Special to the Tribune-Star
TERRE HAUTE —
I once read a book which offered theories about how to raise a child. The author may have been the writer who wrote “Cheaper By the Dozen.” The author said that she had once had a dozen theories about raising children, but now that she had 12 children, she had no theories.
I’m not sure how many theories Mom claimed. She had three children and we are all different, so she must have had at least three theories. I have no idea which one she used on me. Maybe it was the one she thought might be the best, or maybe the easiest.
She called it the “Momma Bird Theory.” What it involved was that as soon as the baby birds could fly, they were out of the nest. There was a proviso or two: the momma bird was to get out of the way and let the baby bird fly, but there was always to be a light on the porch of the home nest just in case council was needed and sought.
I can’t begin to remember, or count, the times I flew back to the nest for council. Mom never told me what I should do. She offered alternative actions for my consideration. I was supposed to take wing and try them out until I got it right.
That was one wise momma bird. I stumbled a few times, but stumbling is a learning process too.
As a momma bird of sorts, I can tell you that it is a tough job. Sometimes, a lot of times, you have to keep your mouth shut. I learned, as a momma bird, that ears are as important as one of the five senses as the mouth, and many times, the ears are the more important sense. Sometimes a baby bird really knows what to do, but just needs to talk it out.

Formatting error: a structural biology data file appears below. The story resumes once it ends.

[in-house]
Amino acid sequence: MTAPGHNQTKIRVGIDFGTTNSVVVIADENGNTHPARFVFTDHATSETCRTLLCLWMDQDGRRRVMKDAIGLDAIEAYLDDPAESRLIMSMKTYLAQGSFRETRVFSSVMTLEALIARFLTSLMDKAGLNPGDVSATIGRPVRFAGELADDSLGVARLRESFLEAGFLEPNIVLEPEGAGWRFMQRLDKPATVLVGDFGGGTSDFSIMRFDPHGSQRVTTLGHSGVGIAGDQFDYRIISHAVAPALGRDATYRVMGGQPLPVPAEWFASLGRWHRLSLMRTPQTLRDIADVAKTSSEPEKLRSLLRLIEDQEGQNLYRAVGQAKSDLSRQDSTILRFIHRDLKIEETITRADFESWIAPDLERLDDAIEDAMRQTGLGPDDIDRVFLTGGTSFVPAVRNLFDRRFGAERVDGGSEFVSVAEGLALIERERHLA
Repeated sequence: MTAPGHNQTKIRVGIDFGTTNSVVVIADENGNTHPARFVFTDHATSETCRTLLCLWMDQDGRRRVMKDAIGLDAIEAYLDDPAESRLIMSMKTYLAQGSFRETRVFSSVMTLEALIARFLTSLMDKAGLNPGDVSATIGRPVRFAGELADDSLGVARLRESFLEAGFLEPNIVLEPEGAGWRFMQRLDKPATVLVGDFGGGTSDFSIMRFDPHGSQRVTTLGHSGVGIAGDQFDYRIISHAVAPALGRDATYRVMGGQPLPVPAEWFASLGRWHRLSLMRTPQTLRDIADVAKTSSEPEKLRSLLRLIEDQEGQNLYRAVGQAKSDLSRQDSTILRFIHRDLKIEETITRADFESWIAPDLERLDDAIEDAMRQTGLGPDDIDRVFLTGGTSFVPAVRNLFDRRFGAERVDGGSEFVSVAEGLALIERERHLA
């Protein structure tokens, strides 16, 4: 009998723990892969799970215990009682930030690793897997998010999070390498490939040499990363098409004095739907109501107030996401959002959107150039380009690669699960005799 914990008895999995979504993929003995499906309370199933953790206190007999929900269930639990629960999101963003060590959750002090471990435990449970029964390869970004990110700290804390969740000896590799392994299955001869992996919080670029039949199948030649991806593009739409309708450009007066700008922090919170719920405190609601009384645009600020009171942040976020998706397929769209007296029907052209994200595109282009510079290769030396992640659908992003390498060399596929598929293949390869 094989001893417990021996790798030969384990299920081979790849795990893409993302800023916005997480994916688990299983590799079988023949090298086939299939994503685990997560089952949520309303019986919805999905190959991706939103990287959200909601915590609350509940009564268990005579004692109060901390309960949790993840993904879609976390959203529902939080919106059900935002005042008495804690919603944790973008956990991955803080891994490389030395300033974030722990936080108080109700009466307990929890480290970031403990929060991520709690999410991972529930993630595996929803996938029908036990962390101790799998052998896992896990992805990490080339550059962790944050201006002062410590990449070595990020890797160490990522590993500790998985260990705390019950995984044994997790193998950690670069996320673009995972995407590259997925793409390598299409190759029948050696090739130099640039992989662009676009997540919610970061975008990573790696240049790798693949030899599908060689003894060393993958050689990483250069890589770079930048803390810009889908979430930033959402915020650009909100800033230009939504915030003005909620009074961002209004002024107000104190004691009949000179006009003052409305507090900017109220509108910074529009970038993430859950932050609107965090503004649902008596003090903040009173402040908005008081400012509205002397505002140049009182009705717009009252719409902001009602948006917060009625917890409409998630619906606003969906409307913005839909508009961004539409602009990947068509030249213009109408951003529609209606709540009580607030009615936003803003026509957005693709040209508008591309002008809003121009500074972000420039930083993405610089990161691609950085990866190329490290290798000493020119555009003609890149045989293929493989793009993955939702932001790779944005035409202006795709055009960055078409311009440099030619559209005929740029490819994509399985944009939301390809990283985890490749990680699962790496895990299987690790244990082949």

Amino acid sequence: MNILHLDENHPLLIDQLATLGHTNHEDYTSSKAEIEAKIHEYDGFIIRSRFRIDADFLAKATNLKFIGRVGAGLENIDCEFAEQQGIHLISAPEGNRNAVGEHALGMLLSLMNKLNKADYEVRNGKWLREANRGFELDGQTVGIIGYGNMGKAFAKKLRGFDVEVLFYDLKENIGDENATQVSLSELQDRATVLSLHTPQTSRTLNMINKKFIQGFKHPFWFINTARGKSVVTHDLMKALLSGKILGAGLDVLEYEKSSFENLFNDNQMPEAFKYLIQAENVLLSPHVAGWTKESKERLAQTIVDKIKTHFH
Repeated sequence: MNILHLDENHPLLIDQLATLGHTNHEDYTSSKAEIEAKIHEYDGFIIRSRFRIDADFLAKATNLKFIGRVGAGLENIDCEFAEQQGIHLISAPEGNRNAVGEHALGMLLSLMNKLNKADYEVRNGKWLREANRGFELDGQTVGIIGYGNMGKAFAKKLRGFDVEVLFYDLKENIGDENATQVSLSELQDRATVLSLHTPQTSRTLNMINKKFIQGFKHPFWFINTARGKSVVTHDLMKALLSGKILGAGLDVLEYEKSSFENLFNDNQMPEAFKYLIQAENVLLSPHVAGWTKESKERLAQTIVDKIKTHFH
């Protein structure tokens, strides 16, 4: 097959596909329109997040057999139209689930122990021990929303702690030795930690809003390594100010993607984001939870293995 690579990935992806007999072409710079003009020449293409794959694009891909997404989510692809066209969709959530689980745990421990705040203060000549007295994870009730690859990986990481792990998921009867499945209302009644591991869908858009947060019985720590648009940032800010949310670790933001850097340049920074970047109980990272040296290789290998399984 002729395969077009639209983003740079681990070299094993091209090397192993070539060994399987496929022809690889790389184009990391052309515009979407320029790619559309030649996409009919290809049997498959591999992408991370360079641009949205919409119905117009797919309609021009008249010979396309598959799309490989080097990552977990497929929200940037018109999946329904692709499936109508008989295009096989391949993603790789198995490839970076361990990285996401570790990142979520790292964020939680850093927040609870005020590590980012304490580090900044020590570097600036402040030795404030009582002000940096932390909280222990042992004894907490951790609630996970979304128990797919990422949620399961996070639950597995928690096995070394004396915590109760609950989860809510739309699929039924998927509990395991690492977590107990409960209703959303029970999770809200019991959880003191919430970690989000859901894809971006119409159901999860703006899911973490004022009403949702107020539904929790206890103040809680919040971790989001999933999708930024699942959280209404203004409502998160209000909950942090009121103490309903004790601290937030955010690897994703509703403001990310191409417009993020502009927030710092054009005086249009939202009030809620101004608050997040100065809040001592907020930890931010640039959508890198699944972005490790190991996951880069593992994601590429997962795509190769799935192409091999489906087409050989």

I was also fortunate in finding a good friend who also had two sons, just slightly older than my two. Her theory was a spin-off from Mom’s theory. Lorna’s sons moved some distance from the nest, but were often back at the nest looking for the porch light.
Lorna reasoned that you should hold your children in what she called “an open hand.” They are free to fly and do their own thing, but are more apt to return to a loving hand if it is not a clutching hand that imprisons them.
Mom is gone now, and so is Lorna. I think about them often and remember their words of wisdom. I look at our own two sons and I think — with pride but also with considerable modesty because I certainly didn’t do it alone — that they DID learn how to fly and that my Best Friend and I did a pretty good job.
Liz Ciancone is a retired Tribune-Star reporter. Her weekly column has appeared on this page for more than 20 years. Send e-mail to email@example.com.